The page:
Two tribally enrolled women made history when the American Library Association awarded the Caldecott Medal to their book, We Are Water Protectors. Carole Lindstrom, the author of We Are Water Protectors, is tribally enrolled at Turtle Mountain Band of Chippewa Indians, and Michaela Goade, the illustrator, is Tlingit, a member of the Kiks.ådi Clan.
English language learners’ development of second language literacy skills is often quite unique, says NC State College of Education Assistant Professor Jackie Relyea, Ph.D., because it often takes longer to develop than their day-to-day oral communication skills. Relyea, who researches literacy development of linguistically diverse children as well as reading interventions to improve English learners’ academic vocabulary, reading comprehension and knowledge building, says that non-native speakers tend to develop basic, interpersonal communication skills very quickly, usually in about one to two years. However, when it comes to academic language and literacy skills, including cognitive academic language proficiency, it tends to take English language learners between five and seven years to develop advanced levels of reading and writing skills.
As the coronavirus pandemic exposes and deepens educational inequities, the four finalists for the 2021 National Teacher of the Year were named in part for their work challenging injustices both in their school communities and on a national level. The Council of Chief State Schools Officers announced on Wednesday the finalists for the national award, which recognizes teachers for their work inside and outside the classroom. The teacher who receives the national honor will be granted a yearlong sabbatical to represent the profession and advocate for an issue of choice.
Here are the four finalists:
Forcibly displaced people around the world, many of whom have endured unthinkable losses, have shown us what it means to be resilient, and what it takes to overcome a crisis. Here are five ways they inspired the team at UNHCR in a year like no other:
For many Americans, this week's attack were shocking. But for the millions of Americans born in countries with a history of political instability, the event has carried a different resonance.
NPR's Steve Inskeep talks to Meda Nix of Oklahoma, one of the Cherokee speakers who was an early recipient of a vaccine. The vaccinations are being given to people keeping the language alive.
A Stamford, Connecticut, teacher is being heralded a hero after she generously took in the newborn brother of one of her students whose mother sick with the coronavirus. Thirty-two-year-old Luciana Lira teaches at Hart Magnet Elementary School and knew she had to do something when her 7-year-old student Junior's entire family came down with the coronavirus at the same time his mother, Zully, whose last name has not been revealed, was going into labor. So the teacher did what she had to for a family in need.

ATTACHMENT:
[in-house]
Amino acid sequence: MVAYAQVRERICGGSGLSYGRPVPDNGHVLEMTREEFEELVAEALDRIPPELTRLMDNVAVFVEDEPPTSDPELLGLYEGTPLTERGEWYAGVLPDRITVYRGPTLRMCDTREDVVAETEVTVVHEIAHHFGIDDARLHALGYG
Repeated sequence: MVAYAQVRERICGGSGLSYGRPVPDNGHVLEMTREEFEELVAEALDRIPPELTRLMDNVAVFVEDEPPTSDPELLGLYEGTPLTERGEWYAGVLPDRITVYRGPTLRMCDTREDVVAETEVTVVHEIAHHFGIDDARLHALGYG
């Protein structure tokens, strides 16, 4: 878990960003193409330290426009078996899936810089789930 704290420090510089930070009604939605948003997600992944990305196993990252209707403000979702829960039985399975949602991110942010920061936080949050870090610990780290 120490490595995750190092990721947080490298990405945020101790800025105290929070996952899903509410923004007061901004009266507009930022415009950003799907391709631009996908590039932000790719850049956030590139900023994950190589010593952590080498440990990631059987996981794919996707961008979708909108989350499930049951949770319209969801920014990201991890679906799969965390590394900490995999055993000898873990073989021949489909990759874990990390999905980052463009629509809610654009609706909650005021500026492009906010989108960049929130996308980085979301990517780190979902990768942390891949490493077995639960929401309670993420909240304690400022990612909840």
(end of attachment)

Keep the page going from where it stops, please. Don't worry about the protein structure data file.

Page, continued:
News that the novel coronavirus had arrived in Michigan first reached the Ismael family's working-class suburb north of Detroit in early March. The Ismael children, aged 13, 18, and 20, didn't worry about it because they seldom worried about anything. That's how their mom and dad wanted it. The family had come to the United States eight years earlier after escaping Iraq, a country that had grown increasingly dangerous for Chaldean Catholics like them. By mid May, their parents had both died of COVID-19, leaving the teens to cope on their own.
When Katherine Johnson began working at the National Advisory Committee for Aeronautics in 1953, she was classified as "subprofessional," not far outranking a secretary or janitor. Hers was a labor not of scheduling or cleaning but rather of mathematics: using a slide rule or mechanical calculator in complex calculations to check the work of her superiors — engineers who, unlike her, were white and male. Her title, poached by the technology that would soon make the services of many of her colleagues obsolete, was "computer." Mrs. Johnson, who died Feb. 24 at 101, went on to develop equations that helped the NACA and its successor, NASA, send astronauts into orbit and, later, to the moon. In 26 signed reports for the space agency, and in many more papers that bore others' signatures on her work, she codified mathematical principles that remain at the core of human space travel.
The beginning of the pandemic hit Daniela, a junior in high school, with overwhelming force. At the same time her high school shut down, her mom, who was six months pregnant, lost her job, and as a person who entered the country without documentation, she was excluded from federal assistance. Her stepdad, a construction worker, had his hours sharply reduced. Daniela would hear her mom crying about not having enough money and reluctantly asking friends for loans. Daniela needed to help. Daniela is one of many teens caught in the double crisis of an economic downturn and an education system in upheaval. Teens are being forced to become breadwinners, helping to fill in the gaps in their families' income.